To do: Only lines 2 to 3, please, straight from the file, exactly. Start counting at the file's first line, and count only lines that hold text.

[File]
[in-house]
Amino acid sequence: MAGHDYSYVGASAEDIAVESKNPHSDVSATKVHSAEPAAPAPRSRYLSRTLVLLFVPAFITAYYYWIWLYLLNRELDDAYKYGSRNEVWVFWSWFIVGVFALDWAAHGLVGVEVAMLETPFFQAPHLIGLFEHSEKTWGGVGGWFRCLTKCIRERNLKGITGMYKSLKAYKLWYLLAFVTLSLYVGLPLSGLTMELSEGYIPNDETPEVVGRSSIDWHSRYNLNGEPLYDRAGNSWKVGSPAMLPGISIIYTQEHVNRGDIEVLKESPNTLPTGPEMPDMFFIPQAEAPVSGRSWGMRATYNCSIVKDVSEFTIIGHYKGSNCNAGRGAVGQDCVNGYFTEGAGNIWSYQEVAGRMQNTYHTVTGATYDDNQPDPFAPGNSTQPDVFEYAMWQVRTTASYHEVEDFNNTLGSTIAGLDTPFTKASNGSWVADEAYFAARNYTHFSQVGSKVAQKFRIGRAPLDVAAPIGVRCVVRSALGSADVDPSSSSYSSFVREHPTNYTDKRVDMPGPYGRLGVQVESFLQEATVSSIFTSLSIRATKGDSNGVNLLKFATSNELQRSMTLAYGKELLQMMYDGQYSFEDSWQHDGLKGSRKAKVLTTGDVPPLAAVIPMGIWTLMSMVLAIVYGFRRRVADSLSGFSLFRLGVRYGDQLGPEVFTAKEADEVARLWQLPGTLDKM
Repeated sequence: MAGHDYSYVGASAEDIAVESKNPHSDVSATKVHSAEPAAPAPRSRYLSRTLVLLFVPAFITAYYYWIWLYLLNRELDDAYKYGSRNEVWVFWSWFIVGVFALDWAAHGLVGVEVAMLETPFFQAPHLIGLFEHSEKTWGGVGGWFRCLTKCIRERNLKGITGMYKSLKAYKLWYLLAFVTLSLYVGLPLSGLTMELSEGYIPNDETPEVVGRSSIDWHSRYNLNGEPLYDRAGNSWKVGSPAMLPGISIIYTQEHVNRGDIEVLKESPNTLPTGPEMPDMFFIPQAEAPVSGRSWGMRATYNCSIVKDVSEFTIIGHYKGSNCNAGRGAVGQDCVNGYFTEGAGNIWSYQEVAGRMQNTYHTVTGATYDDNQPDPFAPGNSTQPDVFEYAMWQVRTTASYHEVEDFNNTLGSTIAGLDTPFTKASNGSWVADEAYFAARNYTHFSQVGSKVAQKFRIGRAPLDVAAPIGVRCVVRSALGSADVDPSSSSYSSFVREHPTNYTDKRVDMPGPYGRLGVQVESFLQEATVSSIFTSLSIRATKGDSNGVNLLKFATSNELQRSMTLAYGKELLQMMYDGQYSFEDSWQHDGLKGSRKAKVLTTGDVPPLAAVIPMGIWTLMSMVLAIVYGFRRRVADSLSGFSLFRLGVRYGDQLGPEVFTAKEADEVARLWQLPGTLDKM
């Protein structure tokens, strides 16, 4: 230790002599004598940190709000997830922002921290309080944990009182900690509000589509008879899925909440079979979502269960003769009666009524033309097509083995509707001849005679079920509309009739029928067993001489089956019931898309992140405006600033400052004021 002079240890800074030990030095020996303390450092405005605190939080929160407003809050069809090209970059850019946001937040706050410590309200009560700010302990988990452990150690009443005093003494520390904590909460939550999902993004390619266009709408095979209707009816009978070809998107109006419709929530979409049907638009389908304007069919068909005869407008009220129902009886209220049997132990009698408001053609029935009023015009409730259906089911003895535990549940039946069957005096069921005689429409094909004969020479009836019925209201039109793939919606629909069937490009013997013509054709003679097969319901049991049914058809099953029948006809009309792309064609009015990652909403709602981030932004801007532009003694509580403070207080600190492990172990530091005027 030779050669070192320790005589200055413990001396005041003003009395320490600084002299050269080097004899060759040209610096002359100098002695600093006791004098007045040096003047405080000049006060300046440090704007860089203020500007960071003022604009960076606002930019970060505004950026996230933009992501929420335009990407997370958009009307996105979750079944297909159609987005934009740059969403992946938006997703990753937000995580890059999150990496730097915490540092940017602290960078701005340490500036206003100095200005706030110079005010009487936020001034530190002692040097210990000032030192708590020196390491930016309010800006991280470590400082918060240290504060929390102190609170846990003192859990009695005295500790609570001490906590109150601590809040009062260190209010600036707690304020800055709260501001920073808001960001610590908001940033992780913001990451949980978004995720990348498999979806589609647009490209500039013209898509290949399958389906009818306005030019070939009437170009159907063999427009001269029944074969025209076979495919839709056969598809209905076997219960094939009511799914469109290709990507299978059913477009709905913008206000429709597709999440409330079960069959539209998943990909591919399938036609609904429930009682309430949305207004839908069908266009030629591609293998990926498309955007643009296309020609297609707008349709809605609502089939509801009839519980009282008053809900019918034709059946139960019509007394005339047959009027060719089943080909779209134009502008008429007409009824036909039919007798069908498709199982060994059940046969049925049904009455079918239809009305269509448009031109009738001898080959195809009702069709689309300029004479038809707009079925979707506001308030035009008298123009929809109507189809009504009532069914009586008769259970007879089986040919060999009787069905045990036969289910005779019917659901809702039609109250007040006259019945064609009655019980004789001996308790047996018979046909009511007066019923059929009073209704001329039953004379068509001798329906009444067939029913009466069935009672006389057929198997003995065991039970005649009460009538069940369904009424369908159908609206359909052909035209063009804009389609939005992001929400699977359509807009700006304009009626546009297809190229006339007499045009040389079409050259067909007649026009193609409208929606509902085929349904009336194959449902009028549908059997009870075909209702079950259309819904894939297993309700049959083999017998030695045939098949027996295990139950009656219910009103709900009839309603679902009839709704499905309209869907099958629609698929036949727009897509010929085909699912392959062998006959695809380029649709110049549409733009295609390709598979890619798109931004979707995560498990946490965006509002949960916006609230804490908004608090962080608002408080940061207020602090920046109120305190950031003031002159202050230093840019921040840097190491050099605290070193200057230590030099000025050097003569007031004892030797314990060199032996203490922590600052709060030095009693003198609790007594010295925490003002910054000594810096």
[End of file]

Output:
Amino acid sequence: MAGHDYSYVGASAEDIAVESKNPHSDVSATKVHSAEPAAPAPRSRYLSRTLVLLFVPAFITAYYYWIWLYLLNRELDDAYKYGSRNEVWVFWSWFIVGVFALDWAAHGLVGVEVAMLETPFFQAPHLIGLFEHSEKTWGGVGGWFRCLTKCIRERNLKGITGMYKSLKAYKLWYLLAFVTLSLYVGLPLSGLTMELSEGYIPNDETPEVVGRSSIDWHSRYNLNGEPLYDRAGNSWKVGSPAMLPGISIIYTQEHVNRGDIEVLKESPNTLPTGPEMPDMFFIPQAEAPVSGRSWGMRATYNCSIVKDVSEFTIIGHYKGSNCNAGRGAVGQDCVNGYFTEGAGNIWSYQEVAGRMQNTYHTVTGATYDDNQPDPFAPGNSTQPDVFEYAMWQVRTTASYHEVEDFNNTLGSTIAGLDTPFTKASNGSWVADEAYFAARNYTHFSQVGSKVAQKFRIGRAPLDVAAPIGVRCVVRSALGSADVDPSSSSYSSFVREHPTNYTDKRVDMPGPYGRLGVQVESFLQEATVSSIFTSLSIRATKGDSNGVNLLKFATSNELQRSMTLAYGKELLQMMYDGQYSFEDSWQHDGLKGSRKAKVLTTGDVPPLAAVIPMGIWTLMSMVLAIVYGFRRRVADSLSGFSLFRLGVRYGDQLGPEVFTAKEADEVARLWQLPGTLDKM
Repeated sequence: MAGHDYSYVGASAEDIAVESKNPHSDVSATKVHSAEPAAPAPRSRYLSRTLVLLFVPAFITAYYYWIWLYLLNRELDDAYKYGSRNEVWVFWSWFIVGVFALDWAAHGLVGVEVAMLETPFFQAPHLIGLFEHSEKTWGGVGGWFRCLTKCIRERNLKGITGMYKSLKAYKLWYLLAFVTLSLYVGLPLSGLTMELSEGYIPNDETPEVVGRSSIDWHSRYNLNGEPLYDRAGNSWKVGSPAMLPGISIIYTQEHVNRGDIEVLKESPNTLPTGPEMPDMFFIPQAEAPVSGRSWGMRATYNCSIVKDVSEFTIIGHYKGSNCNAGRGAVGQDCVNGYFTEGAGNIWSYQEVAGRMQNTYHTVTGATYDDNQPDPFAPGNSTQPDVFEYAMWQVRTTASYHEVEDFNNTLGSTIAGLDTPFTKASNGSWVADEAYFAARNYTHFSQVGSKVAQKFRIGRAPLDVAAPIGVRCVVRSALGSADVDPSSSSYSSFVREHPTNYTDKRVDMPGPYGRLGVQVESFLQEATVSSIFTSLSIRATKGDSNGVNLLKFATSNELQRSMTLAYGKELLQMMYDGQYSFEDSWQHDGLKGSRKAKVLTTGDVPPLAAVIPMGIWTLMSMVLAIVYGFRRRVADSLSGFSLFRLGVRYGDQLGPEVFTAKEADEVARLWQLPGTLDKM